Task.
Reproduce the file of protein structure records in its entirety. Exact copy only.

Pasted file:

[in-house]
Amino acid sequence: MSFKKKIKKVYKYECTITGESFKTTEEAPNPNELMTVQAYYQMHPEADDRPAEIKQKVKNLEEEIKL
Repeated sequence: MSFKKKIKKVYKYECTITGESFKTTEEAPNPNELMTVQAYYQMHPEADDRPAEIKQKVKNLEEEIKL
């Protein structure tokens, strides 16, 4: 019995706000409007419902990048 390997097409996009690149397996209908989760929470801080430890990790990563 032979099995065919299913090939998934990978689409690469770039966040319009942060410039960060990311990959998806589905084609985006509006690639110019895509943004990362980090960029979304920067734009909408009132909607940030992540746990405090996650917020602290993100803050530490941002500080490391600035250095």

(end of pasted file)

[in-house]
Amino acid sequence: MSFKKKIKKVYKYECTITGESFKTTEEAPNPNELMTVQAYYQMHPEADDRPAEIKQKVKNLEEEIKL
Repeated sequence: MSFKKKIKKVYKYECTITGESFKTTEEAPNPNELMTVQAYYQMHPEADDRPAEIKQKVKNLEEEIKL
């Protein structure tokens, strides 16, 4: 019995706000409007419902990048 390997097409996009690149397996209908989760929470801080430890990790990563 032979099995065919299913090939998934990978689409690469770039966040319009942060410039960060990311990959998806589905084609985006509006690639110019895509943004990362980090960029979304920067734009909408009132909607940030992540746990405090996650917020602290993100803050530490941002500080490391600035250095």